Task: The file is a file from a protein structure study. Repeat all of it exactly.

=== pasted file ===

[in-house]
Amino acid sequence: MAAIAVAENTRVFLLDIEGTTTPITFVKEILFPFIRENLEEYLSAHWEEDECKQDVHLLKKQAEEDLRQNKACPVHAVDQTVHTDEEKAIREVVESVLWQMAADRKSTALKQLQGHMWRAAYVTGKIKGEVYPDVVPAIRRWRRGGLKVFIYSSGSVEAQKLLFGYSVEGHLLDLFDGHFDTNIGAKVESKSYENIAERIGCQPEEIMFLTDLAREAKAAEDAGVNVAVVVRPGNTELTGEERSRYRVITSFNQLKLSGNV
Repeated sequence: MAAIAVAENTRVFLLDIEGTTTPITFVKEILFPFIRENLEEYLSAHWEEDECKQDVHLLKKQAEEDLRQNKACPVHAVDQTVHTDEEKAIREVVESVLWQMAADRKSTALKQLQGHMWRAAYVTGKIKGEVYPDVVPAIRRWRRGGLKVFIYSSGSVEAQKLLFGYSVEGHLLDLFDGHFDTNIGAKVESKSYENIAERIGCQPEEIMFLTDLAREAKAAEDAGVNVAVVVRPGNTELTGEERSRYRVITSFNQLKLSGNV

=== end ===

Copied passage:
[in-house]
Amino acid sequence: MAAIAVAENTRVFLLDIEGTTTPITFVKEILFPFIRENLEEYLSAHWEEDECKQDVHLLKKQAEEDLRQNKACPVHAVDQTVHTDEEKAIREVVESVLWQMAADRKSTALKQLQGHMWRAAYVTGKIKGEVYPDVVPAIRRWRRGGLKVFIYSSGSVEAQKLLFGYSVEGHLLDLFDGHFDTNIGAKVESKSYENIAERIGCQPEEIMFLTDLAREAKAAEDAGVNVAVVVRPGNTELTGEERSRYRVITSFNQLKLSGNV
Repeated sequence: MAAIAVAENTRVFLLDIEGTTTPITFVKEILFPFIRENLEEYLSAHWEEDECKQDVHLLKKQAEEDLRQNKACPVHAVDQTVHTDEEKAIREVVESVLWQMAADRKSTALKQLQGHMWRAAYVTGKIKGEVYPDVVPAIRRWRRGGLKVFIYSSGSVEAQKLLFGYSVEGHLLDLFDGHFDTNIGAKVESKSYENIAERIGCQPEEIMFLTDLAREAKAAEDAGVNVAVVVRPGNTELTGEERSRYRVITSFNQLKLSGNV